The great distance at which
they live will free them from fears of personal interest or
prejudice; and their personal and with many, intimate
acquaintances with Gnl. Harrison will give weight to
their recommendation. It will cost you but a word to
each, and I hope diffidence or distrust of success will
not deter you. If you try, I am sure I shall succeed,
and in a matter of this kind more can be asked for a
friend than for ones self. To offer you any promise of
reward were to insult you, and I rely entirely on your
friendship. It may interfere with your business, but
not more than a moment at a time. I can obtain the
cooperation of Senator Caelurum(?) I think, and the names
of many influential men here. The office is worth about
$800 per year. Others will perhaps apply, but I am as well
qualified as they, as good a Republican as any, and need
the office more. Partizan services are no merit, and I
place my application solely upon the rule before even timed
fidelity. Capacity and integrity. Mr. Chase I am confident
will aid me in this matter, if you think it best consult
him. If you are unwilling to do any thing about it, please
put this letter in the fire, and keep the secret. If we suc
-ceed Col Pendelton I think will make the application.
S.P. Chase Jno
Jon P. Garip(?)
Wm . R. Foster
Henry C. Spenser
Wm . Southgate
Wm. H.H. Taylor
Geo J. Williamson
Wm . Johnson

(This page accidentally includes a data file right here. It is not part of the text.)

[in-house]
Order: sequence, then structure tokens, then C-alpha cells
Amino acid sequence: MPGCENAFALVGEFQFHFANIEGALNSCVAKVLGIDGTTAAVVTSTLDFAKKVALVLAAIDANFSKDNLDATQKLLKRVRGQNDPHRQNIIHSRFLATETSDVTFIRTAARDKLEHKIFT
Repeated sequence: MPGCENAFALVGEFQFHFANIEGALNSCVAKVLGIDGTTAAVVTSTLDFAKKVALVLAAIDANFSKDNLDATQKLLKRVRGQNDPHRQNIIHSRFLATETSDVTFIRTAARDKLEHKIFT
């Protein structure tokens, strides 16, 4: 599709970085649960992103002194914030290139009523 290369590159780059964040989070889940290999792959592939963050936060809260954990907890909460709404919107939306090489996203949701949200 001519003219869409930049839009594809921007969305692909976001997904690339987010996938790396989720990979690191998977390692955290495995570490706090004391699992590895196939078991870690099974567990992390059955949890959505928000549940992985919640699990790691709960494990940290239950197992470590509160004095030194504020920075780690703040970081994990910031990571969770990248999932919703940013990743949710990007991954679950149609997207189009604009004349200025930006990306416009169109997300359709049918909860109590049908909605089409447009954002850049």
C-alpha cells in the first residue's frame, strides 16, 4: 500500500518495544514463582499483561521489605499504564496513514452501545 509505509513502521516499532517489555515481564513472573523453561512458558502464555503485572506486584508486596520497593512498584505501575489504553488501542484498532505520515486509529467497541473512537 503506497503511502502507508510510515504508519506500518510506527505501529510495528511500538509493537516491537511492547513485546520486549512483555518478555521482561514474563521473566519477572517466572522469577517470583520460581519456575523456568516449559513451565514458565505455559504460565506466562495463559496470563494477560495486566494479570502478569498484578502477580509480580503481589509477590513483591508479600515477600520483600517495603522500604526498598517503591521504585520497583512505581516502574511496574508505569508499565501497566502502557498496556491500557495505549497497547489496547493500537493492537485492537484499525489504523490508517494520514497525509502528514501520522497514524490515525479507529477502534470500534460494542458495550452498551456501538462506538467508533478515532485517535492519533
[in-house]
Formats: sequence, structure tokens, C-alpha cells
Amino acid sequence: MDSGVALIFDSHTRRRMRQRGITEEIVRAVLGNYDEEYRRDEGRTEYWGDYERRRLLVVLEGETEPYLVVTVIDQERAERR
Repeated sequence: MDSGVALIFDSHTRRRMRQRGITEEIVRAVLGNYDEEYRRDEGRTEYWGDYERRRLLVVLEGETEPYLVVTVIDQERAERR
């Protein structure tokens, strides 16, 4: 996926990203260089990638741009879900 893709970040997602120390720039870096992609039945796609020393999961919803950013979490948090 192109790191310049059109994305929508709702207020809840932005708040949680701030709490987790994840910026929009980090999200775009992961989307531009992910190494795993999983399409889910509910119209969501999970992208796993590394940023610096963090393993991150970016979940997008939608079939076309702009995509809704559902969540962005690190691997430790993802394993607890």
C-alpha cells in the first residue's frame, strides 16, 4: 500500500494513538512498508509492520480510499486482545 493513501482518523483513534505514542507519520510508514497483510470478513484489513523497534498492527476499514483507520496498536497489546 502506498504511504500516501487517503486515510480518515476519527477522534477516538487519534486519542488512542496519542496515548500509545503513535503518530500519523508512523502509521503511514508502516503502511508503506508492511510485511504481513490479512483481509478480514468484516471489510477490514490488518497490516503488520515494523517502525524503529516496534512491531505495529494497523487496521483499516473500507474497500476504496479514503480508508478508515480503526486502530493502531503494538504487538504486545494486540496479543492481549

J. T. Conner
I could mention the names of many other
but they would be those of younger men, who are
not of much notoriety or influence. I omit others
of equal influence with those mentioned for you
A heading after this fashion will I think answer.
“We the undersigned believing Samuel L Gar
-diner late a resident of the city of Cincinnati
to be a good and true Republican and having
full faith and confidence in his integrity capac
-ity and friendship do recommend him as a fit and
proper person to be appointed to the office of Col
-lector of the Customs of the Port of Sag Harbor in
the State of N York where he now resides.”
This is the first communication to you since my return to the East.
and it depends upon you whether it is the last. I am declared from the
signed and society, until next spring, when I may return forth to Wash
-ington. Your business and other calls when your time require so much of
your attention that any correspondence of a friendly character would be
fulfilled and laborious I fear, with me. In the list of names I
have given, I have omitted two, which if offered you may accept, but
I do not wish you to ask. You will not misunderstand me. All
here are well. Please give my highest respects to your sister, and to
your wife. My best love to your children. If you are so fortunate as to
know Mr. Must, please remember me to him and add my most
fervent wishes for his success. I find that I have omitted your
brother, wife + children, whom for me you will please not forget.
I hope I may one day visit Cincinnati again, and renew
many pleasant acquaintances I formed while there; Winter has
commenced in earnest, and for these months. I shall call my
-self a man of leisure. After that time I shall be busily employ
-ed I hope. Please write me at your earliest convenience.